|June 18, 2017|
In 2000, the United States Mint came out with a new one dollar coin called the Sacagawea dollar. This coin was unique because it was in a different color and size of the previous version. In addition, for the first time, an American coin featured a native Indian.
When the coin was announced, there was a lot of hype. Coin collectors went crazy grabbing the first editions.
Sacagawea dollar Mintage figures in Millions
According to the Federal Reserve, it cost 5.4 cents to produce one paper dollar bill that lasts about 18 months.
It cost the US Mint 12 cents to make the Sacagawea dollar coin that last approximately 30 years.
In 2008, Congress required by law that all vending machines must accept the $1 Sacagawea dollar coin.
48 CFR 52.237-11 - Accepting and Dispensing of $1 Coin.
This clause applies to service contracts that involve business operations conducted in U.S. coin and currency, including vending machines, on any premises owned by the United States or under the control of any agency or instrumentality of the United States. All such business operations must be compliant with the requirements in paragraphs (b) and (c) of this clause on and after January 1, 2008.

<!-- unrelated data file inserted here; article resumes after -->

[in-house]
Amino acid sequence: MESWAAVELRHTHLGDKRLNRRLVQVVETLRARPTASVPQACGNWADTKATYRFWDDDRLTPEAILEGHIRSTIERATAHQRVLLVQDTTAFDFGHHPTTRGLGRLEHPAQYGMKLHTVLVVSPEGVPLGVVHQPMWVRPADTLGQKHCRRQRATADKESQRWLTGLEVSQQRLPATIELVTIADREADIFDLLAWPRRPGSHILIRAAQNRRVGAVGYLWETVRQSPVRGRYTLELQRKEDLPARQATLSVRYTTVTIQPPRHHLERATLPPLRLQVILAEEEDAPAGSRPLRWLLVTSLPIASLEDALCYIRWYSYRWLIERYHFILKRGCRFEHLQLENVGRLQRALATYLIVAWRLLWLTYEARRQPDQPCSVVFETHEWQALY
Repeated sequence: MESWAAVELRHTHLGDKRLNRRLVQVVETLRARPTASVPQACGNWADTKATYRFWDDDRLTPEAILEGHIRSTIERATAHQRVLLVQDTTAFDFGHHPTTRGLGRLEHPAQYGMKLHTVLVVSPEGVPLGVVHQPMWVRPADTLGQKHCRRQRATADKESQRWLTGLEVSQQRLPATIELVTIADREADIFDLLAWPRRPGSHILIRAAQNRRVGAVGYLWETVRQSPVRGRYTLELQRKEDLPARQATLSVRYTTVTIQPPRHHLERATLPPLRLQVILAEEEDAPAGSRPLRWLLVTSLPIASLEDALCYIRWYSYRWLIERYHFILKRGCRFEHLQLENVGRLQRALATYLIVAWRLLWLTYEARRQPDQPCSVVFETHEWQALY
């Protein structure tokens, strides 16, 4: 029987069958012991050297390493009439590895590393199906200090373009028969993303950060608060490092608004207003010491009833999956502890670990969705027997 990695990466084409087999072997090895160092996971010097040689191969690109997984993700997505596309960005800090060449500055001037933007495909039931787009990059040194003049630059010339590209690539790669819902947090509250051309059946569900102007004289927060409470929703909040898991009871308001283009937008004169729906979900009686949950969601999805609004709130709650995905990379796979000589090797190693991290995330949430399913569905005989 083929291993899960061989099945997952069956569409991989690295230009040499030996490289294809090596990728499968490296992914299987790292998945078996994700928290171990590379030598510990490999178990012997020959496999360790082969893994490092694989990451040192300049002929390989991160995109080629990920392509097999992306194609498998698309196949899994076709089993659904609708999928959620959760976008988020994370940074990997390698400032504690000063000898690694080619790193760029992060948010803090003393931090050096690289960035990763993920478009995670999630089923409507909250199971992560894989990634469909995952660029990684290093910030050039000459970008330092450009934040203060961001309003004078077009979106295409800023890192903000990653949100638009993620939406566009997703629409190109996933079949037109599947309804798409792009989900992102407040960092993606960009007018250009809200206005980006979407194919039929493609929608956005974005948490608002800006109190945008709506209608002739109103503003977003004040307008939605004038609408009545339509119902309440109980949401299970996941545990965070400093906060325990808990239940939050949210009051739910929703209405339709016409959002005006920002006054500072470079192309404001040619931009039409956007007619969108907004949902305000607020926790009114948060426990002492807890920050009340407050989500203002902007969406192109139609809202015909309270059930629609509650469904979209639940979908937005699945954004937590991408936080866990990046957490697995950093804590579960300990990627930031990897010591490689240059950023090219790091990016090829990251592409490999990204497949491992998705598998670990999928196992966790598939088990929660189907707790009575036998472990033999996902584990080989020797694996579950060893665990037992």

(b) All business operations conducted under this contract that involve coins or currency, including vending machines, shall be fully capable of -
(1) Accepting $1 coins in connection with such operations; and
(2) Dispensing $1 coins in connection with such operations, unless the vending machine does not receive currency denominations greater than $1.
(c) The Contractor shall ensure that signs and notices are displayed denoting the capability of accepting and dispensing $1 coins with business operations on all premises where coins or currency are accepted or dispensed, including on each vending machine.
Interesting to note that there is no specific penalty if the contractor doesn't comply with the rules.
What's your experience with the Sacagawea dollar? Have you gotten it from any purchases recently?
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